By Joe Konecny – (April 2019) Erosion’s impact on Elgin County is uneven and unfair.

Beyond the estimated average rate of the shoreline’s retreat, as outlined in the 2015 Elgin County Shoreline Management Plan (SMP), erosion may pause and leap forward without obvious reason or notice.

In Port Stanley, for example, erosion carves 3.7 meters (12 feet) per year from the shoreline immediately east of Orchard Beach. The experience on a strip of shore near Long Point is four-plus meters (13 feet plus) per year. Erosion on Grand Canyon Road was recently observed at 15-to-20 meters (up to 65 feet) in one and a half years.

“It’s hard to determine because there are so many factors that contribute,” said Joe Gordon, Assistant Manager, Supervisor of Planning and Conservation Areas, Kettle Creek Conservation Authority (KCCA).

Erosion rates – monitored and measured using aerial photography – may be affected by wave action at the toe of the bluff, stability and steepness of bluffs, ground and surface water flows, as well as wind. High Lake Erie water levels, climate change, seasonal freeze-thaw-rain cycles, and runoff from intense downpours, can also play a role.

The impact of erosion is all around us. The alignment of Dexter Line was changed to avoid Lake Erie’s advance. The link between George Street and Grand Canyon Road vanished into the lake. Several homes and buildings along Dexter Line and Grand Canyon Road, as well as Barnum’s Gully, have been lost, as structures were condemned, and their occupants ultimately evicted.

Ask Earl Wilson. He lived at the lake end of Grand Canyon Road until the fourth child in his family arrived. KCCA refused his application to build an addition because he lives in the erosion hazard zone. “His family lived there for 11 years, including the final two years when the house was on the real estate market and eventually sold, under the asking price. A bunky next door had succumbed to erosion just before he moved to Wallacetown. “I miss the lake and the view.”

One homeowner on the eastern edge of Orchard Beach says his father lost about 25 acres of farmland since the ‘50s due to erosion. In fact, the lion’s share of an orchard after which the neighbourhood was named vanished in the depths of Lake Erie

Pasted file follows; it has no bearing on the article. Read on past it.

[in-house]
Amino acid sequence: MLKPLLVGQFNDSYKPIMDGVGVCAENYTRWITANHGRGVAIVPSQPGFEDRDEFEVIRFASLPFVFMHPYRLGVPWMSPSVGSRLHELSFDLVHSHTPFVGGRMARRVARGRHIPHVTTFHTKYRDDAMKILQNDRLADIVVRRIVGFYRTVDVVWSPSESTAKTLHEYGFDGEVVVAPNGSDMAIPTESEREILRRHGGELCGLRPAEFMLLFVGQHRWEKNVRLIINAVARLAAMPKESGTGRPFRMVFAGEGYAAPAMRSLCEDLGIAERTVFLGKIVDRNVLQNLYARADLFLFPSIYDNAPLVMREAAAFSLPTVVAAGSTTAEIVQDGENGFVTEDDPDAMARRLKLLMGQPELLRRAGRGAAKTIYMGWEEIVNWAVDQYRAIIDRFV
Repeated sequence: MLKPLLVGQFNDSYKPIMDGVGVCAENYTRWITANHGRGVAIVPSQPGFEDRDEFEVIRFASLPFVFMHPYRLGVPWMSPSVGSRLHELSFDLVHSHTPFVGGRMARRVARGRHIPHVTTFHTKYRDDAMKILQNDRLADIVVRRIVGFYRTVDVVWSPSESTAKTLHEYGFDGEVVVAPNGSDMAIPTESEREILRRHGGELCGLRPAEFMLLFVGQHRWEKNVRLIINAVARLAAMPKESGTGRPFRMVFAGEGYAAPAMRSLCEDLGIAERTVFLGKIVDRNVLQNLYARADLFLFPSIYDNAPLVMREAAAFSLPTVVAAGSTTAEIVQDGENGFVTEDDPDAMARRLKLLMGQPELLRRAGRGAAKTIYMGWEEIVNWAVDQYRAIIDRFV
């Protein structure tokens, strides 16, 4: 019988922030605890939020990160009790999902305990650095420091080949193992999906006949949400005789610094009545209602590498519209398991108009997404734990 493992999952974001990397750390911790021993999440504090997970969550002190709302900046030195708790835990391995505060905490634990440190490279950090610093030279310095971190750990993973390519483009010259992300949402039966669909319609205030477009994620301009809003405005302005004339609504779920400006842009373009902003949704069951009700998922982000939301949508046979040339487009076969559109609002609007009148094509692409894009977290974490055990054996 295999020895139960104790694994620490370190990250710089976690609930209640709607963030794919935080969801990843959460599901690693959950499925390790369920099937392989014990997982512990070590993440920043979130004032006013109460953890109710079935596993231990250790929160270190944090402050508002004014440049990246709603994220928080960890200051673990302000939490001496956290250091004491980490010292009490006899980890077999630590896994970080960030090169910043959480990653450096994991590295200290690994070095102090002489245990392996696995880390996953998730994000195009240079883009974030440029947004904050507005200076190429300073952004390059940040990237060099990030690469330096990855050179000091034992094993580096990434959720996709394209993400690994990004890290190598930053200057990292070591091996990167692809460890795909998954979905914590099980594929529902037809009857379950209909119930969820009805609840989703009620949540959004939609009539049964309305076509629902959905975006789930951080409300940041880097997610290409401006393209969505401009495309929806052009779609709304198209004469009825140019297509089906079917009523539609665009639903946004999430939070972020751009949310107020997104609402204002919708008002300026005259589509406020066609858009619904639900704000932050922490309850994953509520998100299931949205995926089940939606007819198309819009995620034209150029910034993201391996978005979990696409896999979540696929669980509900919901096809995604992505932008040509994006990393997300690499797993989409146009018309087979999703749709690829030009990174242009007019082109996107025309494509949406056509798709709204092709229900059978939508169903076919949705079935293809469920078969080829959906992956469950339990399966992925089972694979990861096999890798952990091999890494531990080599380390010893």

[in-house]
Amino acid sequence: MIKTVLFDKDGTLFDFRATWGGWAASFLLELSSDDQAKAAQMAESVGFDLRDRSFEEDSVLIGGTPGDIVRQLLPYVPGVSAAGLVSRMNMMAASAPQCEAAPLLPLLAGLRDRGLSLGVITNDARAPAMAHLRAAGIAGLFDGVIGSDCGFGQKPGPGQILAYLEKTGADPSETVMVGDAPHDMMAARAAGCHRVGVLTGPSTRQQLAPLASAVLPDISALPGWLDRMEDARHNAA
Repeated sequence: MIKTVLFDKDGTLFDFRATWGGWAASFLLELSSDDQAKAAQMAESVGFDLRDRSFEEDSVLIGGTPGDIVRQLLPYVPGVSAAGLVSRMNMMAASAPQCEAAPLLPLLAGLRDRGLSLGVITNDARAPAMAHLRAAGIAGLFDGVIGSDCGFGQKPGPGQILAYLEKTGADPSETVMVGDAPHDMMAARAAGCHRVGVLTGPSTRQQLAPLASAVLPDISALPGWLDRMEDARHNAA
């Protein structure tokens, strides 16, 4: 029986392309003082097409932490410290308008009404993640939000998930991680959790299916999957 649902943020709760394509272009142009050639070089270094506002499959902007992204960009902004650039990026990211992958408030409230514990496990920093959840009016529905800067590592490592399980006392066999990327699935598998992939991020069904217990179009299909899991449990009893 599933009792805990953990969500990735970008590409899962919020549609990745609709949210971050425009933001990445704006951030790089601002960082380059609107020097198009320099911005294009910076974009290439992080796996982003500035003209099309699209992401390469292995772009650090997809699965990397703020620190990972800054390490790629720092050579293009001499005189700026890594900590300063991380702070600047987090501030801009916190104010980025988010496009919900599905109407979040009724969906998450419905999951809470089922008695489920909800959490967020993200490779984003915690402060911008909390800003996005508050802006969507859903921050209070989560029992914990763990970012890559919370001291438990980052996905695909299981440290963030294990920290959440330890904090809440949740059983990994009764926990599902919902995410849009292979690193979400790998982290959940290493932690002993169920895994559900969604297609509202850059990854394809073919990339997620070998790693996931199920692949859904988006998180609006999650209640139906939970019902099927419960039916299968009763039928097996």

Orchard Beach’s Walter McManus bought his waterfront property in 1976 and was fortunate that a revetment of concrete blocks was already installed. “Well, I’m not talking to you from under water. The wall is still there. It has been very effective.”

McManus’ neighbour Andrew Sloan isn’t intimidated by erosion. His revetments guard the family compound that he and his brother Robert maintain, with nearly 200 feet of lake frontage. His father George Sloan, an obstetrician and gynecologist from St. Thomas, bought the main house, a 150-year-old building, in 1965

The house fronts on Kitchener Avenue now, with the lake to the south, but in the ‘50s, there was another street south of Sloan’s house, with still another house on the south side of that street. The shoreline washed away, greatly helped by Hurricane Hazel. In fact, Sloan’s original family house was moved four times due to erosion concerns before his family bought it. Even so, Sloan loves the neighbourhood and is considering expansion of one building. “This is where my family spends its summers. There are a lot of good memories here.”

Many landowners are reluctant to speak about the multi-generational impact of erosion on their farms and homes, due in part to modesty, but also out of fear it may diminish property values.

“There are some people who care, there are some that don’t care about erosion,” said Carol Thompson, a Keller Williams Lifestyles Realty broker in Port Stanley who specializes in waterfront properties. “The people who don’t care, many are wealthy, without children, and they want the view, they want the peace and quiet. You might as well pick a place that will make you happy.” For the buyers who are concerned about erosion, Thompson said realtors are obliged to disclose it and frequently share the SMP.